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Electric vehicle motor selection Answered

As any one who has looked at my instructables knows whilst a school teacher I built a full sized electric racing car.


This had a 250 watt DC motor over run to 500 watts - 20 amps at 24 volts .

It was capable of running the car up to 25 - 30 MPH and using 2 car batteries drive for a couple of hours on the flat.

Nowadays electric vehicles are all the rage. Looking at a few motores as small as 4000 watts are in use for city use where high speed isn't necessary.

Now the question:


This motor intended for model cars is rated at 4000 watts RPM 26,100 100 amps at 45 volts. that's about 5.5 Hp.

Suitably gears down could such a motor be a power unit for a light weight electric vehicle.

The DC motor I used was, by comparison, huge and weighty. It seems to me that HP is HP and 5.5. Hp is plenty for what I have in mind.

My concerns as always is I see no other commercial manufacture doing this - or anyone else for that matter, only electric bikes use small motors.

There has to be a reason I am not catching.

Experts out there you opinion please.


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1 year ago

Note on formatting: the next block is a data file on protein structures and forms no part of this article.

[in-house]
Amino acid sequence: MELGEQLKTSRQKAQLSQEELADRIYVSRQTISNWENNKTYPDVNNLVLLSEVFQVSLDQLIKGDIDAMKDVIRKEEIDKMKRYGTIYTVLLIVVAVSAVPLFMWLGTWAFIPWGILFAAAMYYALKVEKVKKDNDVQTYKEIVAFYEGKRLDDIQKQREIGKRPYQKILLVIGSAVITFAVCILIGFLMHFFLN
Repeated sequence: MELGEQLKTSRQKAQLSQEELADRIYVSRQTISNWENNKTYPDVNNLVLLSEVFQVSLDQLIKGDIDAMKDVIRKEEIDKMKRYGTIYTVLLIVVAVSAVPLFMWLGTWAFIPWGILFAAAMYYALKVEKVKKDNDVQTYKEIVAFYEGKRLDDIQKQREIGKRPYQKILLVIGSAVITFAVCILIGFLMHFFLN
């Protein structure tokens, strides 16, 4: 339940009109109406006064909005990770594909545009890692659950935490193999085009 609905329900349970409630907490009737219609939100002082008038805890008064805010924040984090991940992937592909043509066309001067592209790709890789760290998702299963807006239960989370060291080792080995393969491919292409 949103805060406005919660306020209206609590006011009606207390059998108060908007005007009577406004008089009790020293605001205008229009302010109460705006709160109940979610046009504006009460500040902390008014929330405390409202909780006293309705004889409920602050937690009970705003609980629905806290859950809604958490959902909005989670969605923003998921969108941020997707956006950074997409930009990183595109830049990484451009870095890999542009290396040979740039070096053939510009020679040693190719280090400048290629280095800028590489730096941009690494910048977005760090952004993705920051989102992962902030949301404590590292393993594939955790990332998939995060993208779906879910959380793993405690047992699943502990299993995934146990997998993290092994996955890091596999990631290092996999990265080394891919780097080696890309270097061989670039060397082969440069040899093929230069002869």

I had a chat with a guy who did electric racing karts down here some years ago.
His theory to make BLDC motors work for more than RC models goes like this:
Take a motor with a moderate kv rating.
Calculate though the wheel diameters and chain or direct drive system the required RPM for a motor to get the desired top speed.
Said top speed should be at about 90% of max speed of the motor to leave some safety margins.
The key then is to select a motor that has a far high max RPM than what you need, preferably 6 to 10 times, more if you can.
Keep the supply voltage in mind when doing this ;)
As it was just karts the guy then used sprockets and a chain to get the desired reduction.
For the motor usually these tiny sprockets the BMX guys on the back wheel when converting them to something more suited for tricks.
He claimed getting a kart up to 60km/h this way was no problem, with a runtime that is still acceptable to make it through 5-7 "races" around the track before the battery needs to be changed over.

Appearently, for better performance, it is best to modfiy the rear axle to a swing arm system like on motorbikes.
With a motor system per wheel and an "electronic torque converter" the handling and acceleration would drastically improve.
He did not want to go into details though how this electronic torque converter is supposed to work as that design of his is still used in licensed race karts - go figure...


Reply 1 year ago

Very useful and interesting and thanks for taking the time. More food for thought.


1 year ago

What I know about EVs could be expressed in one paragraph but I have been looking at converting a lawn tractor to electric. I can't answer your question about the motor you posted but you might be interested in this site. https://www.evdrives.com/Default.asp


Reply 1 year ago

Many thanks for replying, Golf cart motors will work well for your application where torque is more important than speed.

Thanks for the link.